By Saturday morning, many of the survivors were fighting for their lives.

“They have major burns. Their bodies are nearly fully burned and their airways are also burned badly,” said Dr. Samanta Lal Sen, the national coordinator for Sheikh Hasina National Institute of Burn and Plastic Surgery in Dhaka, where some victims were being treated. “It will be very challenging to save them,” he added.

Rubel Hossain said on Saturday that his niece had lost her 6-year-old son in the blast and her husband was being treated for burns. The niece told her uncle that the boy had asked to watch cartoons on television but she had told him to go to the mosque with his father first.

“She has stopped talking. She has refrained from eating and drinking since last night,” Mr. Hossain said. “She said, ‘If I had not sent my son to the mosque, he would not have had to die.’”

Julfikar Ali Manik reported from Dhaka, Bangladesh and Maria Abi-Habib reported from Los Angeles, California.

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Thousands of British tourists may be ignoring 14-day quarantine rules after returning to UK https://newsnetdaily.com/thousands-of-british-tourists-may-be-ignoring-14-day-quarantine-rules-after-returning-to-uk/ Sat, 05 Sep 2020 10:40:06 +0000 https://newsnetdaily.com/thousands-of-british-tourists-may-be-ignoring-14-day-quarantine-rules-after-returning-to-uk/ dailymail

Thousands of Brits across the country may be flouting quarantine rules and not self-isolating after returning from trips abroad.  

The Metropolitan Police has received more than 1,000 referrals to carry out quarantine checks to make sure that returned holidaymakers are self-isolating.  

And experts have warned that if Brits don’t stick to the rules laid out by the Government then a country-wide lockdown could well be enforced. 

Requests for ‘further action’ have been raised by Border Force officials and Public Health England. 

It comes after Boris Johnson yesterday defied a huge Tory backlash to insist coronavirus testing on arrival at airports would only give a ‘false sense of security’. 

MPs voiced frustration as Mr Johnson again poured cold water on the idea, despite desperate pleas to reform the Government’s blanket travel quarantine policy in order to prevent the ‘demise’ of the aviation sector.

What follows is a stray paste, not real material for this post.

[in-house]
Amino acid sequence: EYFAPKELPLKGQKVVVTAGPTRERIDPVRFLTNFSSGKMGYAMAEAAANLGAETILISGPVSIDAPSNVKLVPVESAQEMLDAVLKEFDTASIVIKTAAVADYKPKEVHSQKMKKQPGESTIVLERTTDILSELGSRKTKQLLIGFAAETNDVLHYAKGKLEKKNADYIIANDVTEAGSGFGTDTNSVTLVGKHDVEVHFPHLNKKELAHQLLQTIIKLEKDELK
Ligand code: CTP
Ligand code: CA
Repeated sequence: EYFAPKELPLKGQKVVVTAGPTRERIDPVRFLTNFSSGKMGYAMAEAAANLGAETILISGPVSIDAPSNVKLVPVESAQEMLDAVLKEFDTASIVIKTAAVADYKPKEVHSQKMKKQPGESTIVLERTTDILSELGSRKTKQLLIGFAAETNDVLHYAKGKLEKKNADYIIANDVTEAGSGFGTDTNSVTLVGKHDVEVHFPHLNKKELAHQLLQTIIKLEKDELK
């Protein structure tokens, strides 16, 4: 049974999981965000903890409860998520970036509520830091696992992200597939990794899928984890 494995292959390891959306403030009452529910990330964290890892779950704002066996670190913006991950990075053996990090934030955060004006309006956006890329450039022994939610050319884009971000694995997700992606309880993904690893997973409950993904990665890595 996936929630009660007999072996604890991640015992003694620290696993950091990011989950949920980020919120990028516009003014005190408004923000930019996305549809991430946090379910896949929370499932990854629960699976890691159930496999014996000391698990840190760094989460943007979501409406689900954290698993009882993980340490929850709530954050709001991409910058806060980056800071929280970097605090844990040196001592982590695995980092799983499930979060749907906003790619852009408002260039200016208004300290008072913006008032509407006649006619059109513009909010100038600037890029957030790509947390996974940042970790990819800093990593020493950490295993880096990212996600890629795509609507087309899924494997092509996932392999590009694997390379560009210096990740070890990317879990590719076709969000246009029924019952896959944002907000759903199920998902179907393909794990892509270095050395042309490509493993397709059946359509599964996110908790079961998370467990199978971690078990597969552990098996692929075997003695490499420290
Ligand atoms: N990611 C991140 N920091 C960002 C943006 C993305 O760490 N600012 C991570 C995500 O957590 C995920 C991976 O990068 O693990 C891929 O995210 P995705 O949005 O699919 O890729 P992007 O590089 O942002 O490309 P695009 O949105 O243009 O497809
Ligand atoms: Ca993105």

Thousands of Brits across the country may be flouting quarantine rules and not self-isolating after trips abroad. Pictured: Travellers arriving at Heathrow airport on August 22

A professor of environmental engineering at Leeds University and a member of the government’s Sage (Scientific Advisory Group for Emergencies) committee warned that the UK is at a pivotal point. 

Catherine Noakes told The Guardian: ‘We are at a point where there’s a risk that wider transmission of Covid could increase again. 

Transmission depends of the amount of contact between people, and with schools and universities returning and many more people going back to work, the level of interactions in communities is likely to increase.’ 

The stern warning came as it was revealed that a further 1,940 people were infected with coronavirus as of yesterday – the highest daily number since May.  

The Metropolitan Police has received more than 1,000 referrals to carry out quarantine checks to make sure that returned holidaymakers are self-isolating. Pictured: Travellers arriving at Heathrow airport on August 22

The Metropolitan Police has received more than 1,000 referrals to carry out quarantine checks to make sure that returned holidaymakers are self-isolating. Pictured: Travellers arriving at Heathrow airport on August 22

The Metropolitan police told The Guardian it had received more than 1,000 referrals since the beginning of August for quarantine checks to be carried out.

Officers have so far visited 840 people who should be quarantining after returning from abroad. They are planning to visit another 301 travellers who have recently returned.  

Greater Manchester police said its officers had received 263 quarantine referrals. 

And officers said they had also issued two fixed penalty notices in relation to people repeatedly breaching the self-isolation regulations.

Ms Noakes added: ‘It’s crucial that we don’t allow cases to rise so we can avoid more widespread restrictions again. This means that people should keep maintaining social distance, washing hands, wearing a face covering in indoor public spaces and making sure that shared spaces in buildings are well ventilated.’

And experts have warned that if Brits don't stick to the rules laid out by the Government then a country-wide lockdown could well be enforced. Pictured: A traveller arrives at Heathrow airport on August 22

And experts have warned that if Brits don’t stick to the rules laid out by the Government then a country-wide lockdown could well be enforced. Pictured: A traveller arrives at Heathrow airport on August 22

Nurse Natasha Owen, 33, from London, gets ready to swab passengers at the testing facility in Heathrow Airport

Nurse Natasha Owen, 33, from London, gets ready to swab passengers at the testing facility in Heathrow Airport 

The facility is similar to those currently operating at airports in Germany, Iceland and many other European nations

The facility is similar to those currently operating at airports in Germany, Iceland and many other European nations

A member of Sage, who asked not to be named, told The Guardian that they were unsure why the UK hasn’t yet seen a spike in cases like France or Spain but guessed it would probably come soon.